Rockstar should stick to killing hookers.
A long, long time ago, in a rec room far, far away, I whittled away my entire youthful summers playing ping-pong and air hockey. Even today, I cannot pass up the opportunity to play either casual sport. When the Xbox 360 version of Table Tennis was first released, I admit to being a little sad that I did not own said console. Now Rockstar has ported the game onto my precious Wii, with the motion controls that would surely make a game like table tennis as fun as it could possibly be! But lo, fun times were not to be had, as I realized with some disappointment that table tennis, at least in Rockstar’s world, is the driest, most boring sport of them all, surpassing even baseball (ooh, burn!).
The instruction booklet makes a big fuss about how table tennis became an Olympic sport in the late 80’s, but Table Tennis makes no effort to make you feel like you’re playing an Olympic game. There are no actual table tennis players, which boggles the mind. There are only a multitude of ethnicities represented, all of whom are known on a purely first-name basis. After choosing your character, you can select from a less-than-exciting array of jersey colors, most of which must be, you guessed it, unlocked. You then begin a match, which is where the fun begins.
You can choose either Tournament or Exhibition. There is no Career or Story mode. You will not move up the ranks from somebody’s garage to the Olympic stadium. Instead, you are thrown in a human vs. CPU (or human vs. human vs. CPU) tournament that can go for as long as you can stand, or a human vs. CPU (or human vs. human) best-of-three ping-pong-off. You do not gain stat increases after numerous wins, and there is no story progression. You simply pick your character, then pick the computer’s character, and begin the match. Table Tennis is not a game in which you progress in any meaningful way, as you do in virtually every other sports game. This is not Tiger Woods, nor is it Mario Tennis.
Let’s talk about the motion controls. There are three control styles: Standard, Control Freak, and Sharpshooter. None of them really get the job done well. In Standard mode, all you have to do is lob the Wii Remote as the ball flies toward you. Unfortunately, your swing is not 1:1, meaning that merely jabbing the Remote toward the screen results in your character making the hit. That would be fine by me, except that the computer controls your character’s movement. There is also some annoying lag time between your swing and the onscreen character’s swing. Control Freak is a mess, requiring the Nunchuk to move your character manually while you continue swinging with the Remote. In theory, that sounds great, but in practice, it’s awful. Your character moves with all the grace and speed of a sumo wrestler, meandering left and right even as the ball flies well beyond his or her reach. The best control scheme is Sharpshooter, which is basically the same as Standard, but the Nunchuk’s analog stick allows you to aim your shot. This is a much better setup than the purely theoretical Standard method of aiming your shot by swinging, say, "up and to the right," which, in 3D space, has no real meaning. In Super Swing Golf, you are told that the left side of the Remote represents the head of the golf club. There’s no such indication in Table Tennis, so your "down and to the left" attempts are best guesses..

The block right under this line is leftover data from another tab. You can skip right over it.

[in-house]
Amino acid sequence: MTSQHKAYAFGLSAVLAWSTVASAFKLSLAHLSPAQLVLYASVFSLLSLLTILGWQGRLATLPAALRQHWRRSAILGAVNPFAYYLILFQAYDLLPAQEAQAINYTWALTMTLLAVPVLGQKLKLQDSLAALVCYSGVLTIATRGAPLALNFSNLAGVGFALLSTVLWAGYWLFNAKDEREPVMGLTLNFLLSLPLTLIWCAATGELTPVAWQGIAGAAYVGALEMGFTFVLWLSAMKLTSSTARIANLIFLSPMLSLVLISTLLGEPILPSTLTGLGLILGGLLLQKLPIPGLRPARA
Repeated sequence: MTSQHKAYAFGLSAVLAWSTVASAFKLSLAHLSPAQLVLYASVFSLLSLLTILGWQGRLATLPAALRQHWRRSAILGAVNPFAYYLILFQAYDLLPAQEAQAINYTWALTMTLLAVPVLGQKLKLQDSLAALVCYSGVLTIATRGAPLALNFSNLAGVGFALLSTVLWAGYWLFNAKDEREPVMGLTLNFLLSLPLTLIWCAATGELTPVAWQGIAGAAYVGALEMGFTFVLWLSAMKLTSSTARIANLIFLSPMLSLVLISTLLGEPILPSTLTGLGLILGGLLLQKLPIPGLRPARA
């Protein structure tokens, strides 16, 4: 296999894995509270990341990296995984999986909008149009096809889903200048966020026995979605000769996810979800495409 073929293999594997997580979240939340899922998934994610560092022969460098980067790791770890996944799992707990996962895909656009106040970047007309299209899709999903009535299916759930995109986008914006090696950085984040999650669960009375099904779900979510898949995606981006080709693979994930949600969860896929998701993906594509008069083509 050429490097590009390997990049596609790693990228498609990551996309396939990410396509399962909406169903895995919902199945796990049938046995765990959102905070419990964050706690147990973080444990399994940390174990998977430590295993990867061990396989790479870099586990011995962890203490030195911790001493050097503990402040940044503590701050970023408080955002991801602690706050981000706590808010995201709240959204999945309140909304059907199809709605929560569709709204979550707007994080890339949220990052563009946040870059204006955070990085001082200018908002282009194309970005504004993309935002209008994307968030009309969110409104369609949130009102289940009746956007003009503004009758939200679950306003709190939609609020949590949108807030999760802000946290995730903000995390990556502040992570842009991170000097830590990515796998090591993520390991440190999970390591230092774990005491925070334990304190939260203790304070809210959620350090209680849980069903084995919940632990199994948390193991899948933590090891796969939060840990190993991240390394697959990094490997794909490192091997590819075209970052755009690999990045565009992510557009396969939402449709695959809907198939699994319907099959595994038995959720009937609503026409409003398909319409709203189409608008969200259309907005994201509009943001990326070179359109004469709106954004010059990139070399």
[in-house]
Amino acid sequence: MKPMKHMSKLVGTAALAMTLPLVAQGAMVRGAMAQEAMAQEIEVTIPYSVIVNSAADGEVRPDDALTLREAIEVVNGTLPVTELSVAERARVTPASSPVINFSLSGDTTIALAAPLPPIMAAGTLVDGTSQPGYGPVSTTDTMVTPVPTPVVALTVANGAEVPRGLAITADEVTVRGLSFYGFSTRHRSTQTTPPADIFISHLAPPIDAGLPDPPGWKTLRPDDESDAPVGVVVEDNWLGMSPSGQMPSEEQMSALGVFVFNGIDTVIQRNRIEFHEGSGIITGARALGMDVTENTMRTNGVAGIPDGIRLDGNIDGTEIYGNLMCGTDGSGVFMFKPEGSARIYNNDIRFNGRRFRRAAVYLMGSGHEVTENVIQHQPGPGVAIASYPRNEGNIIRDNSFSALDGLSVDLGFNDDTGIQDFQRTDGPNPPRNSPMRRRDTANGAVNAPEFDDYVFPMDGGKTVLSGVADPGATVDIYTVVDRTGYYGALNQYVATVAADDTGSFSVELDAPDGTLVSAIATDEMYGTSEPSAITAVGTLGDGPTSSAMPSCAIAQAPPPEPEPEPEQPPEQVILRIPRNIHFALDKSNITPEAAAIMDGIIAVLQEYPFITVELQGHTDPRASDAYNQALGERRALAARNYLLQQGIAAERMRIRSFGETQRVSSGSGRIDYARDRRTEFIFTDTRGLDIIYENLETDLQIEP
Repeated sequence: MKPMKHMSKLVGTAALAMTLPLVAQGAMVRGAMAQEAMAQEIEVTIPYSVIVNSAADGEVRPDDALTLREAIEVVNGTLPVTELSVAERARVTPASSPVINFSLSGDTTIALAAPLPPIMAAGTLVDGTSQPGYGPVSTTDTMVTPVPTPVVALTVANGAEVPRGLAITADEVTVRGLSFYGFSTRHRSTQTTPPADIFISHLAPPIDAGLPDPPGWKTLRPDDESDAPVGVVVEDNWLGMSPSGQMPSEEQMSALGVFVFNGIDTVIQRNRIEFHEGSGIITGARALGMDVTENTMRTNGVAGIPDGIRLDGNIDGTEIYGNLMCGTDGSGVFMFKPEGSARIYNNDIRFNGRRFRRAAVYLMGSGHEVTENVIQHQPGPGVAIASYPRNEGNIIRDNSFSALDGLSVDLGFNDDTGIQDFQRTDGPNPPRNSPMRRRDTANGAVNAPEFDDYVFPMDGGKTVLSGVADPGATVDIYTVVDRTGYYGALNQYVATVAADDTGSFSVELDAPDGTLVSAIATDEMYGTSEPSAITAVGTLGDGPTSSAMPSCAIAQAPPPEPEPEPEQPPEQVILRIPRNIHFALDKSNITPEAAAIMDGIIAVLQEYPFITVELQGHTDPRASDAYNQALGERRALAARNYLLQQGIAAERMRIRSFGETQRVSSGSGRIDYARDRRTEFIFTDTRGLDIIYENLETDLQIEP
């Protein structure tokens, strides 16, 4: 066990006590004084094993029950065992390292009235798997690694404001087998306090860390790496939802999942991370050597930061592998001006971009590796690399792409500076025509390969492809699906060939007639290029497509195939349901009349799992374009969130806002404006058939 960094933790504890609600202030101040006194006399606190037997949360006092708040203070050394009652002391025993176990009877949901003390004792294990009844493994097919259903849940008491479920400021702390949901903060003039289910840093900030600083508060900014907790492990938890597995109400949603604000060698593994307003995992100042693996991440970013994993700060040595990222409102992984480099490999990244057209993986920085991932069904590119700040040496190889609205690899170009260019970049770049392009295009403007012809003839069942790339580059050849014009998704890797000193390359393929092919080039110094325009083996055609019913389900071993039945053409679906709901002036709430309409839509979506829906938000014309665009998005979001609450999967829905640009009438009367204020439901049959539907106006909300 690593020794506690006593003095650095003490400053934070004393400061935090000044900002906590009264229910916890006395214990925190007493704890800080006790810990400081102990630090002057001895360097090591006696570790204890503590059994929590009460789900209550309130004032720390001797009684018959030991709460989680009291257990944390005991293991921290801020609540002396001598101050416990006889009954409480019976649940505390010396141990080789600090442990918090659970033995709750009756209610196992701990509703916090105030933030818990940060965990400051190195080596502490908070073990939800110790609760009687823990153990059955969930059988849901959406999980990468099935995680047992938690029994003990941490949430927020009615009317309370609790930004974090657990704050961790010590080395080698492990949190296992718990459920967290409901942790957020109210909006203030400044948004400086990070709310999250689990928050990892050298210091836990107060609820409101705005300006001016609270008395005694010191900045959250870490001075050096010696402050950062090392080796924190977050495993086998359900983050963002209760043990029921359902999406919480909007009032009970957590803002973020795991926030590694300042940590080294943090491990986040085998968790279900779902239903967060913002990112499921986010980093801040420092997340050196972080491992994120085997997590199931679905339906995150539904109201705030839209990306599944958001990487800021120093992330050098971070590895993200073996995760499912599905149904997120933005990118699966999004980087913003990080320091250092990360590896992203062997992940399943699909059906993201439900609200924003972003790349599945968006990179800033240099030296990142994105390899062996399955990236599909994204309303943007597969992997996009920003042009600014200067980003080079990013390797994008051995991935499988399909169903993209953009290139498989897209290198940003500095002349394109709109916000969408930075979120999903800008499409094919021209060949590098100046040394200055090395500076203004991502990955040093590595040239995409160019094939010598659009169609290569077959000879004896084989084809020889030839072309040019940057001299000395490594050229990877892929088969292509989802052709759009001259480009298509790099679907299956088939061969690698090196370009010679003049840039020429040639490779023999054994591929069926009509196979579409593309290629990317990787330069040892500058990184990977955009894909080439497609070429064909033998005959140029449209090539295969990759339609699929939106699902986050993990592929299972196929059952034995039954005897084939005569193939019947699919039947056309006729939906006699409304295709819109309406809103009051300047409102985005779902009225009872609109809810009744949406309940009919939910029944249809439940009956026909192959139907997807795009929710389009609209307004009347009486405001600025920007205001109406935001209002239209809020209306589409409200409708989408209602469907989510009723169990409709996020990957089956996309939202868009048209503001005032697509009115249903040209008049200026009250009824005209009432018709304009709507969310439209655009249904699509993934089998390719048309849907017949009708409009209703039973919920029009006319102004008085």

Well, it’s a port of an Xbox 360 game, so it must at least look good, right? Like everything else about Table Tennis, though, the visuals disappoint. The Wii game is missing the impressive cloth physics, sharp graphics, and lighting effects which made the 360 version look so pretty. In fact, Table Tennis on the Wii looks sort of blurry and darkened. There’s no announcer, or ambient music (unless a match is getting really heated), and the characters do nothing but grunt and wince as they lunge for the ball.
The thing that really shakes me about Table Tennis, though, is that Rockstar did virtually nothing to spice up the sport. Like I said before, there are no actual players or Career-type mode. There are no power-ups, and no stat improvements. The closest thing to "technique" you’ll find is in putting spin on the ball and using your focus meter, which actually doesn’t help very much. In all, Table Tennis is a game that just screams "lack of effort." Perhaps in the future, should Rockstar continue this franchise, they can do something to make the game more fun and appealing. There is some multiplayer appeal to be had here, but honestly, there are much better party offerings on the Wii.